Melissa Weinman grew up in her mother’s painting and ceramic studio. As a child, her mother would beckon her to look at the extraordinary nature of things and to notice simple, but elegant phenomena, such as dust motes floating in the swath of brilliant sunlight cutting across the room. Encouraged to sculpt with clay and compose with paint, Weinman learned early how to envision her creations.
Weinman went to Bowdoin College in Brunswick, Maine, where she double majored in Creative Visual Arts and Chinese Studies. She took her junior year at Princeton University and studied painting with Arthur Cohen and Howard Buchwald. While at Princeton she spent many Saturdays in New York City visiting museums and galleries. After graduating summa cum laude from Bowdoin she pursued her M. F. A. under Ruth Weisberg at the University of Southern California’s School of Fine Arts. There she studied painting and printmaking while taking in the L. A. art scene.
In her twenties she painted in a loft in Brooklyn, NY, was an Assistant Professor at the University of Richmond in Virginia and the University of Maryland, Baltimore County. Her thirties brought her to the Pacific Northwest where she taught at the University of Puget Sound for fourteen years and left in 2004 as a Full Professor. In recent years she has been a teaching artist at the Gage Academy of Art in Seattle. Currently Melissa Weinman offers atelier-style solvent-free oil painting instruction in her studio.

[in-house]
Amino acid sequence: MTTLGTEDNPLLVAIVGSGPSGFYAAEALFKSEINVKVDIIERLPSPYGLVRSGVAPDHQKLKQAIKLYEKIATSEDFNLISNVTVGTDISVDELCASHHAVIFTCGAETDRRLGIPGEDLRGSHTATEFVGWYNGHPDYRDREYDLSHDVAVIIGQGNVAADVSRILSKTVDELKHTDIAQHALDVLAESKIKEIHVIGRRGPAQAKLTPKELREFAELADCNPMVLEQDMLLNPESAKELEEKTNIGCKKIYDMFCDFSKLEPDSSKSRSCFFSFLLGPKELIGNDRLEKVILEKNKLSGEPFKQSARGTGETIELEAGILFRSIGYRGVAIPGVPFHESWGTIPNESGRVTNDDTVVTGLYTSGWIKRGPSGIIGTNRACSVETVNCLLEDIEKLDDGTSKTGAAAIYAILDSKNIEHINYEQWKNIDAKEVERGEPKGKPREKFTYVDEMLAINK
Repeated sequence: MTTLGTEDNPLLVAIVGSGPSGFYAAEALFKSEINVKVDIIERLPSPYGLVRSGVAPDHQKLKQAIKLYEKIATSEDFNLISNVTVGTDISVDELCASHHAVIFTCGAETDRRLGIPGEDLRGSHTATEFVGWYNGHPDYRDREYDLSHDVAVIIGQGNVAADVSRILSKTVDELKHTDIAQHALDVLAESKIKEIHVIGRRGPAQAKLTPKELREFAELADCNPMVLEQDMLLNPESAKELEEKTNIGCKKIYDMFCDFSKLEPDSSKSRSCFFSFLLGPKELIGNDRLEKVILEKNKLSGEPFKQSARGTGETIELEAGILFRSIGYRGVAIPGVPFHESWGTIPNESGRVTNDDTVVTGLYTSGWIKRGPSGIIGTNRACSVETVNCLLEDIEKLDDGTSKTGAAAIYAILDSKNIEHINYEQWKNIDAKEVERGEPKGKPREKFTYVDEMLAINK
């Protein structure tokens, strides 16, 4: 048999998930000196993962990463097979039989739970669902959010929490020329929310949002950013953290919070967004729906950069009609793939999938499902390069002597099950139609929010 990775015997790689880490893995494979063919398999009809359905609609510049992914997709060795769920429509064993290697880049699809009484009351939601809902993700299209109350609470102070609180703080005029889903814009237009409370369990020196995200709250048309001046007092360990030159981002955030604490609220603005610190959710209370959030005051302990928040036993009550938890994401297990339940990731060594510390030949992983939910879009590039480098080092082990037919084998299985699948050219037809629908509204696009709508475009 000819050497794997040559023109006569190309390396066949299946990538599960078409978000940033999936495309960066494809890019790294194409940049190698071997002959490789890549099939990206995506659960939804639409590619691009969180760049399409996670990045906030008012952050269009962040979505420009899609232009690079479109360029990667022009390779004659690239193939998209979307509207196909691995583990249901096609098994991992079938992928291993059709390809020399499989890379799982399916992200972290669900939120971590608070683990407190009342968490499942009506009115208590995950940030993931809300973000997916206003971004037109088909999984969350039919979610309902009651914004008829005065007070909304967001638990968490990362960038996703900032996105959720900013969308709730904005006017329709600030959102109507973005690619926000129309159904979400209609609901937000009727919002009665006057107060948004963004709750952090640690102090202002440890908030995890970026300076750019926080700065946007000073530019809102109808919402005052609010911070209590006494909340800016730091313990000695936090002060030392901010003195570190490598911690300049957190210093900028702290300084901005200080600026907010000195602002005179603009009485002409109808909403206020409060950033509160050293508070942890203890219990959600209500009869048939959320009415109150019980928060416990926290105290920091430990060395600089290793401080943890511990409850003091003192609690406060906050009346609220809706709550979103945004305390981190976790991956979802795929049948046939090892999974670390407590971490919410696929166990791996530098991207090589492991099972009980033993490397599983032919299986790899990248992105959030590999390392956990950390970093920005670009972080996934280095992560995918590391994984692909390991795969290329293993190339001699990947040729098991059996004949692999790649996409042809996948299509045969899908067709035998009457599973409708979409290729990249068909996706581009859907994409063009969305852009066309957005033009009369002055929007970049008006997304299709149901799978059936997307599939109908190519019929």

She has been represented by Tortue Gallery in Santa Monica, Soma Gallery in San Diego, Linda Hodges Gallery in Seattle, Gail Severn in Sun Valley, ID, and Tatistcheff Gallery in NYC. Her solo museum exhibitions include the Frye Art Museum in Seattle, the Bowdoin College Museum of Art in Brunswick, Maine, and the Arnot Art Museum in Elmira, NY. Her 1999 solo show at Tatistcheff Gallery was reviewed by Eleanor Heartney in Art in America magazine. Her work has been published in several books and journals on contemporary art including Women and Art: Contested Territory by Judy Chicago and Edward Lucie-Smith.
Melissa paints in a 700 sq. ft. studio in the north end of Tacoma, Washington. Currently she is focusing on images of roses, other flora, and figures, in compositions that are based in sacred geometry. She often mirrors or flip images to evoke the alchemical premise “as above, so below.” Her vocabulary of subjects, symbols and textures is deliberately chosen to convey both form and formlessness, the seen and unseen.